The present invention is more fully described with reference to FIGS. 1-4. FIG. 1 illustrates a video compression system 100 that determines whether to intra code or non-intra code a video block in accordance with the present invention. A video source 111 is received by the video compression system 100. For each present video block in the video source 111, the motion estimator 110 searches a previous frame storage element 108, which holds one or more reference pictures, to find a best match video block. A preferred method for determining the best match video block is disclosed in co-pending U.S. patent application, Ser. No. 08/236,753, filed Apr. 29, 1994, assigned to the same assignee as the present application. The motion estimator 110 produces a motion vector (MV), which describes the location of the best match video block in relation to the present video block. The motion compensator 109 uses the MV to extract the best match video block from the previous frame storage element 108. The best match video block is then subtracted from the present video block by subtractor 101, producing a residual video block. The intra/non-intra determiner 113 chooses between intra coding and non-intra coding according to the principles of the invention that are set forth herein. If intra-frame coding is chosen then the present video block is sent to the discrete cosine transformer (DCT) 102 to be encoded, otherwise the residual video block is sent to the DCT 102 to be encoded. The DCT 102 then transforms the spatial domain values of the video block it receives into frequency domain values. The frequency domain values are then scaled and truncated by the quantizer 103, introducing quantization error into the compression system 100. The amount of quantization error allowed is controlled by rate controller 114, which shares computations with the intra/non-intra determiner in accordance with the present invention. The quantized values from quantizer 103 are efficiently and losslessly encoded by the variable length coder (VLC) 104. The MV's are also efficiently and losslessly encoded by the VLC 104. The output of the VLC 104 is the compressed video 112 that may be stored or transmitted to a decompression system. A feedback loop consisting of an inverse quantizer 105, an inverse DCT 106, an adder 107, the previous frame storage element 108, and the motion compensator 109, reconstructs the same picture that the decompression system will reconstruct and stores the picture into the previous frame storage element 108. The inverse quantizer 105 followed by the inverse DCT 106 reconstructs the spatial domain values, which include the error introduced by the quantizer 103. If non-intra coding was chosen by the intra/non-intra determiner 113, then the best match video block from the motion compensator 109 is added to the output of the inverse DCT 106 by the adder 107. Otherwise zero is added to the output of the inverse DCT 106 by the adder 107. The output of the adder 107 is then stored into the previous frame storage element 108. The video compression system 100 may be implemented with software executing on one or more digital signal processors or general purpose microprocessors.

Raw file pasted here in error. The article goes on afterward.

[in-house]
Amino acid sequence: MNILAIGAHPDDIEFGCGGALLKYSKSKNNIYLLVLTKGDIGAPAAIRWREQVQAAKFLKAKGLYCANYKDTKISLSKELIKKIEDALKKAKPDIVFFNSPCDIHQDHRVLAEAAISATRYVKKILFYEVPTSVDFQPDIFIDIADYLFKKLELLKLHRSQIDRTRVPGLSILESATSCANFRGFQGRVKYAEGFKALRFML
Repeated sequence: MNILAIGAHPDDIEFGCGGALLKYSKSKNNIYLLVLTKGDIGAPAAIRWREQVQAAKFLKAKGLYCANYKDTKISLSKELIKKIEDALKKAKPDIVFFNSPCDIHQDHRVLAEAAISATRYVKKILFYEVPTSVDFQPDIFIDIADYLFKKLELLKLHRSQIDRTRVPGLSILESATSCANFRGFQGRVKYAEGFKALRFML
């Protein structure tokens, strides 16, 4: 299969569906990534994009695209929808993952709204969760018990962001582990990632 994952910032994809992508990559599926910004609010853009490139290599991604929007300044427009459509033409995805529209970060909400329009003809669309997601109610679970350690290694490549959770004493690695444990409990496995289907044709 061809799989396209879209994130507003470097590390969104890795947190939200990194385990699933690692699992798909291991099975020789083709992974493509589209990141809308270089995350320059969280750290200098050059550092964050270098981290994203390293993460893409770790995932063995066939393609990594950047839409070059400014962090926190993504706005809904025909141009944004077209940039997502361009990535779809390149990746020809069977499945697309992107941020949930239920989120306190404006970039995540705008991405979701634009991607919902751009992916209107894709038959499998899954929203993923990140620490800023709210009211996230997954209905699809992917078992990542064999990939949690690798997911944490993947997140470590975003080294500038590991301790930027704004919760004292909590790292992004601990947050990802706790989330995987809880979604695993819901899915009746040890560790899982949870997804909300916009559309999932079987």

FIG. 2 illustrates an exemplary video source 111. The video source 111 consists of a series of video frames 200. Each video frame 200 is composed of a two-dimensional array of pixels 202. Common sizes for the video frame 200 include 352 pixels horizontally by 240 pixels vertically, referred to as Standard Image Format (SIF), 352 by 288 pixels, referred to as Common Interchange Format (CIF), and 176 by 144 pixels, referred to as Quarter CIF (QCIF). The video frames are commonly separated in time by 1/24, 1/25, or 1/29.97 seconds. Each video frame 200 can be divided into regions, where each region is referred to as a video block 201. In the H.261, MPEG-1, and MPEG-2 standards the video block 201 is called a macroblock and consists of a 16 by 16 array of pixels.